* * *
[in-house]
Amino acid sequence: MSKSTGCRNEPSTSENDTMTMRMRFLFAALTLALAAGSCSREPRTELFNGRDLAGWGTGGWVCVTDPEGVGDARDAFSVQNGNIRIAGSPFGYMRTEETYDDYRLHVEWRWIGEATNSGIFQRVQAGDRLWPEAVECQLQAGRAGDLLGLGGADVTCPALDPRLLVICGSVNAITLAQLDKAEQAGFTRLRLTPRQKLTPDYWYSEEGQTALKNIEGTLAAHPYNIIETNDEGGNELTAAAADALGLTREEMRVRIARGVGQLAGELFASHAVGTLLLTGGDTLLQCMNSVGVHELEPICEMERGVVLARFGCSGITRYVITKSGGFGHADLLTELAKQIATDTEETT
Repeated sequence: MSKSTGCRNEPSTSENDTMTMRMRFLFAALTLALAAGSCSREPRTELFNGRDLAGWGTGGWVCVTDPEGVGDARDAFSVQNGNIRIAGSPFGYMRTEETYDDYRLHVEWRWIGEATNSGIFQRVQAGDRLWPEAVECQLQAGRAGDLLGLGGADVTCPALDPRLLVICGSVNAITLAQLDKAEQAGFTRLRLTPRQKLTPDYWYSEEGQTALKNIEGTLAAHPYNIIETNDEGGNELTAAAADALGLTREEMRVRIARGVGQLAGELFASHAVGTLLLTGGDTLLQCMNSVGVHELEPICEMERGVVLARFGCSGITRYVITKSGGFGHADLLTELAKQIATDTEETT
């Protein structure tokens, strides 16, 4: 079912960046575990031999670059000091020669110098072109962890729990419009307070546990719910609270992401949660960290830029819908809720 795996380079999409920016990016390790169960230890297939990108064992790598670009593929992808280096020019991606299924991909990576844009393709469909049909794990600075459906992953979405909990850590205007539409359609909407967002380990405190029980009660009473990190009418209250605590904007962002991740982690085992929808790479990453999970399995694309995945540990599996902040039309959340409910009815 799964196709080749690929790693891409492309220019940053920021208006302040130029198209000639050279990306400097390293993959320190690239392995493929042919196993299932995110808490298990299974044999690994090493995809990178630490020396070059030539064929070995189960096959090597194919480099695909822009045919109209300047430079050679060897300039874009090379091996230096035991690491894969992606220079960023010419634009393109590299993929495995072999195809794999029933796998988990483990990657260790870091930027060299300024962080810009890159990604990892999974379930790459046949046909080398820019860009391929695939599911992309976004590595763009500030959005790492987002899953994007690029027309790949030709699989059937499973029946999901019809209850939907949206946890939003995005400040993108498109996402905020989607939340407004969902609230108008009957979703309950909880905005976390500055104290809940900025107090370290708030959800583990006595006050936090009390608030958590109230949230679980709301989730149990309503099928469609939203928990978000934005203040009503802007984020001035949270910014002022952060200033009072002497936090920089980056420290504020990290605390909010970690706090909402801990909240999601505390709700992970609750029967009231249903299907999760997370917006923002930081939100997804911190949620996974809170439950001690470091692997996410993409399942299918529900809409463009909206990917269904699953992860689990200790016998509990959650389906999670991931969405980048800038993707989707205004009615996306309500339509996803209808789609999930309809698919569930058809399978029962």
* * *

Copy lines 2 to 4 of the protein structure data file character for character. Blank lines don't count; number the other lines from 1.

Amino acid sequence: MSKSTGCRNEPSTSENDTMTMRMRFLFAALTLALAAGSCSREPRTELFNGRDLAGWGTGGWVCVTDPEGVGDARDAFSVQNGNIRIAGSPFGYMRTEETYDDYRLHVEWRWIGEATNSGIFQRVQAGDRLWPEAVECQLQAGRAGDLLGLGGADVTCPALDPRLLVICGSVNAITLAQLDKAEQAGFTRLRLTPRQKLTPDYWYSEEGQTALKNIEGTLAAHPYNIIETNDEGGNELTAAAADALGLTREEMRVRIARGVGQLAGELFASHAVGTLLLTGGDTLLQCMNSVGVHELEPICEMERGVVLARFGCSGITRYVITKSGGFGHADLLTELAKQIATDTEETT
Repeated sequence: MSKSTGCRNEPSTSENDTMTMRMRFLFAALTLALAAGSCSREPRTELFNGRDLAGWGTGGWVCVTDPEGVGDARDAFSVQNGNIRIAGSPFGYMRTEETYDDYRLHVEWRWIGEATNSGIFQRVQAGDRLWPEAVECQLQAGRAGDLLGLGGADVTCPALDPRLLVICGSVNAITLAQLDKAEQAGFTRLRLTPRQKLTPDYWYSEEGQTALKNIEGTLAAHPYNIIETNDEGGNELTAAAADALGLTREEMRVRIARGVGQLAGELFASHAVGTLLLTGGDTLLQCMNSVGVHELEPICEMERGVVLARFGCSGITRYVITKSGGFGHADLLTELAKQIATDTEETT
């Protein structure tokens, strides 16, 4: 079912960046575990031999670059000091020669110098072109962890729990419009307070546990719910609270992401949660960290830029819908809720 795996380079999409920016990016390790169960230890297939990108064992790598670009593929992808280096020019991606299924991909990576844009393709469909049909794990600075459906992953979405909990850590205007539409359609909407967002380990405190029980009660009473990190009418209250605590904007962002991740982690085992929808790479990453999970399995694309995945540990599996902040039309959340409910009815 799964196709080749690929790693891409492309220019940053920021208006302040130029198209000639050279990306400097390293993959320190690239392995493929042919196993299932995110808490298990299974044999690994090493995809990178630490020396070059030539064929070995189960096959090597194919480099695909822009045919109209300047430079050679060897300039874009090379091996230096035991690491894969992606220079960023010419634009393109590299993929495995072999195809794999029933796998988990483990990657260790870091930027060299300024962080810009890159990604990892999974379930790459046949046909080398820019860009391929695939599911992309976004590595763009500030959005790492987002899953994007690029027309790949030709699989059937499973029946999901019809209850939907949206946890939003995005400040993108498109996402905020989607939340407004969902609230108008009957979703309950909880905005976390500055104290809940900025107090370290708030959800583990006595006050936090009390608030958590109230949230679980709301989730149990309503099928469609939203928990978000934005203040009503802007984020001035949270910014002022952060200033009072002497936090920089980056420290504020990290605390909010970690706090909402801990909240999601505390709700992970609750029967009231249903299907999760997370917006923002930081939100997804911190949620996974809170439950001690470091692997996410993409399942299918529900809409463009909206990917269904699953992860689990200790016998509990959650389906999670991931969405980048800038993707989707205004009615996306309500339509996803209808789609999930309809698919569930058809399978029962």